Winter's last hurrah: Chilly, wet and windy, with warm temperatures to follow
Thursday, April 2, 2015, 9:33 AM - Warmer weather is on the way for mid-April, but don’t expect a quiet transition. Before spring-like temperatures finally take hold in eastern Canada, we’ll have a period of cold followed by active weather lasting through the Easter long weekend and into next week.
The forecast for Easter weekend is still complex, but the latest data helps brings the details into better focus. Beginning with Good Friday, a mild afternoon across Southern Ontario will give way to falling temperatures and northwest winds as a cold front pushes across the region.
At the same time, a disturbance developing across the Ohio River Valley will track northeastward along the front. The most significant precipitation is likely to remain south of the U.S. border. Enough moisture will push north, however, for some light snow Friday night across Southern Ontario and Quebec, highlighted in blue on the following image.
Messy Saturday for the Maritimes
As this weather system strengthens, it will bring widespread precipitation to the Maritimes on Saturday. The rain to snow transition continues to be a forecasting challenge, but it is looking more likely that New Brunswick will see mostly snow, while Nova Scotia will see predominantly rain briefly changing over to snow on Saturday evening.
Widespread cold for Easter
In the wake of this system, we will see a cold air mass descend across Canada, which will mean a chilly Easter from coast to coast. This image shows the temperature anomaly (departure from normal) for Sunday April 5. Areas in green are more than 3C below seasonal, while areas in purple are more than 10C below seasonal.
Active spring weather after Easter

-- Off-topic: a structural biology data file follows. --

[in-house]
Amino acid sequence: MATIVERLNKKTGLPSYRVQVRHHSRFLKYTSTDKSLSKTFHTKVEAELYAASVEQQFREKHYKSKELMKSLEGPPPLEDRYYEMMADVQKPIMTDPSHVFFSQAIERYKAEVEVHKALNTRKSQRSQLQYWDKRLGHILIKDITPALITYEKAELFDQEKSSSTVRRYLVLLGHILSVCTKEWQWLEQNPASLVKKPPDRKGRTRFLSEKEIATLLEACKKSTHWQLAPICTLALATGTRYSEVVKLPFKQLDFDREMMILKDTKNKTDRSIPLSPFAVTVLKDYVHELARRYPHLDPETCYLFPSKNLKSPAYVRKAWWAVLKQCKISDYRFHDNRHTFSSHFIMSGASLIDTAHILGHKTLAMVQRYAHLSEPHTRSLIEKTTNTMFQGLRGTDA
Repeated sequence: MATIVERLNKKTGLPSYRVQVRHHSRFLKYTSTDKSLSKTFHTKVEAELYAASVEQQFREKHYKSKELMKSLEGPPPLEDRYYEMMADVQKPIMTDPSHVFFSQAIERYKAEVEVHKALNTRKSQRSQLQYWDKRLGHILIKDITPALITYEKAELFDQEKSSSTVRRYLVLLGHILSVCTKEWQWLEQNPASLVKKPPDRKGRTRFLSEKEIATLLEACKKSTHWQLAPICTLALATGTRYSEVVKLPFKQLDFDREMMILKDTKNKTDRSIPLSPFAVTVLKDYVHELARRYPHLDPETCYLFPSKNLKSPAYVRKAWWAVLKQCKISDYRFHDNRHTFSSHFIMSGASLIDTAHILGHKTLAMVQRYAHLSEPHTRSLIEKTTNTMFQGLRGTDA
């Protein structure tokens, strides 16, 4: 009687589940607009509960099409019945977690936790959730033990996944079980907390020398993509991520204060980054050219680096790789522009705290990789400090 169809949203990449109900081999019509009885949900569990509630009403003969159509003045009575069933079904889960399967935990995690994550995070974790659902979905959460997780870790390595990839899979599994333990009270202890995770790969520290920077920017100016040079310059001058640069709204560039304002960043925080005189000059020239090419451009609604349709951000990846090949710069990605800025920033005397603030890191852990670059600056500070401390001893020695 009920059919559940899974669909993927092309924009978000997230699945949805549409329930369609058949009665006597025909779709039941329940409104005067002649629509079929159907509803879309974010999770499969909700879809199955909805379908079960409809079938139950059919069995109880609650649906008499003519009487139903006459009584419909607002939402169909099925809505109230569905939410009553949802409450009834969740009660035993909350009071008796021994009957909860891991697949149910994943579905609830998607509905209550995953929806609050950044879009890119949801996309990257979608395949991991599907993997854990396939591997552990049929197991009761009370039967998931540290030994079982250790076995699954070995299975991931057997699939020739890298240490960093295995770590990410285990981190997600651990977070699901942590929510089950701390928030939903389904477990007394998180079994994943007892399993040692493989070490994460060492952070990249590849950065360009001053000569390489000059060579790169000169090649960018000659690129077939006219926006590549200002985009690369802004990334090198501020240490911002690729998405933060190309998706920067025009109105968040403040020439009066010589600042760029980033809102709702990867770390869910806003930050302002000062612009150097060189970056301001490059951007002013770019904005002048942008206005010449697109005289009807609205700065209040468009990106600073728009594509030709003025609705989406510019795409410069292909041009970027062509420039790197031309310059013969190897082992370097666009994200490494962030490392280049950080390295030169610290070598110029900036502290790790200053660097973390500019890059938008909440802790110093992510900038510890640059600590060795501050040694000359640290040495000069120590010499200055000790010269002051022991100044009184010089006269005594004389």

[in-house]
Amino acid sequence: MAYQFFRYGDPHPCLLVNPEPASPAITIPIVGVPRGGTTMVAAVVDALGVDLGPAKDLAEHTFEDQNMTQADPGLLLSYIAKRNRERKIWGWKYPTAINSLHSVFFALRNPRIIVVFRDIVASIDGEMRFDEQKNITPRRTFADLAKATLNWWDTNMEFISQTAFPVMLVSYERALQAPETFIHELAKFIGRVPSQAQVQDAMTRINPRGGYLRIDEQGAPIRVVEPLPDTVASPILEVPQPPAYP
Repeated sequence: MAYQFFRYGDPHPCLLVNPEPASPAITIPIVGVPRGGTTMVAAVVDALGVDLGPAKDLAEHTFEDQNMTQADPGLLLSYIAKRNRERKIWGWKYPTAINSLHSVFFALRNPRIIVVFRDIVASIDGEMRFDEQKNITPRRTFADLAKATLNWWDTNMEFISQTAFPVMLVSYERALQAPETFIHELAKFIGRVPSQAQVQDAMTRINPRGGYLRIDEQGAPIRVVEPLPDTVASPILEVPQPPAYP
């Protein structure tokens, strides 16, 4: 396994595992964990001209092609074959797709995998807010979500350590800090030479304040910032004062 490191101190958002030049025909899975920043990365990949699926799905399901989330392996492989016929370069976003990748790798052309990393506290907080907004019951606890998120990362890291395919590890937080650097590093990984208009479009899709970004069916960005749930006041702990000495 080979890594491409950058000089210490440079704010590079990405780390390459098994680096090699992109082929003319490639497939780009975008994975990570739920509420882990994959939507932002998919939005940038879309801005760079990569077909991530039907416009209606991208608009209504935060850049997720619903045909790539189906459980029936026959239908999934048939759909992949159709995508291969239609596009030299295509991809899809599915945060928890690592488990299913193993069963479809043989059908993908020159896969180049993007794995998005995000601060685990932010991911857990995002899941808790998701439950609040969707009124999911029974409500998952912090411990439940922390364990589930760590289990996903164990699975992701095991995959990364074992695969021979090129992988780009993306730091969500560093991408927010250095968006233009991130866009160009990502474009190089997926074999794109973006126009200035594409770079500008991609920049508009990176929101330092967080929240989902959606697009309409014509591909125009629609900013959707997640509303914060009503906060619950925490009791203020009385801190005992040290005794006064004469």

Looking beyond Easter, confidence is increasing that we will be moving into a much milder period for mid-April. This image for Sunday, April 12, shows how the warm air will begin to take hold. Notice the distinct contrast with the Easter image.
However, pattern changes of this magnitude rarely happen quietly. Somewhere in between cold and warm there will have to be period of transition, and these transitions can cause a clash of air masses that often bring about periods of active spring weather.
This next image falls in the middle of the previous two, and shows the temperature pattern for early next week. Notice the sharp boundary between warm and cold (red next to blue) across the Great Lakes. These boundaries are breeding grounds for storm systems, and this type of pattern tells us to keep a close eye out for developing storm systems early next week.
As this next image shows, some of the long range forecast guidance is already highlighting the potential for a significant storm system for next week.
These powerful spring systems are capable of producing everything from severe weather and heavy rain in the south to a band of significant snow in the north, often with a messy transition including freezing rain and ice pellets in between. It is important to note that the image below is just one of many possible forecast scenarios at this point, and the key to focus on the overall picture rather than the specifics (such as the rain/snow line) at this stage.
The Forecast Centre will closely monitor the data for next week to determine exactly how this period of expected active weather will play out.
Warmth finally arrives for the east
Once we make it through this active period however, warm temperatures will finally take hold in a persistent fashion for Eastern Canada. This last image shows below the forecast temperature pattern once we reach mid-April. Widespread warmer-than-seasonal temperatures are expected, which is certainly a welcome sight after a cold start to spring.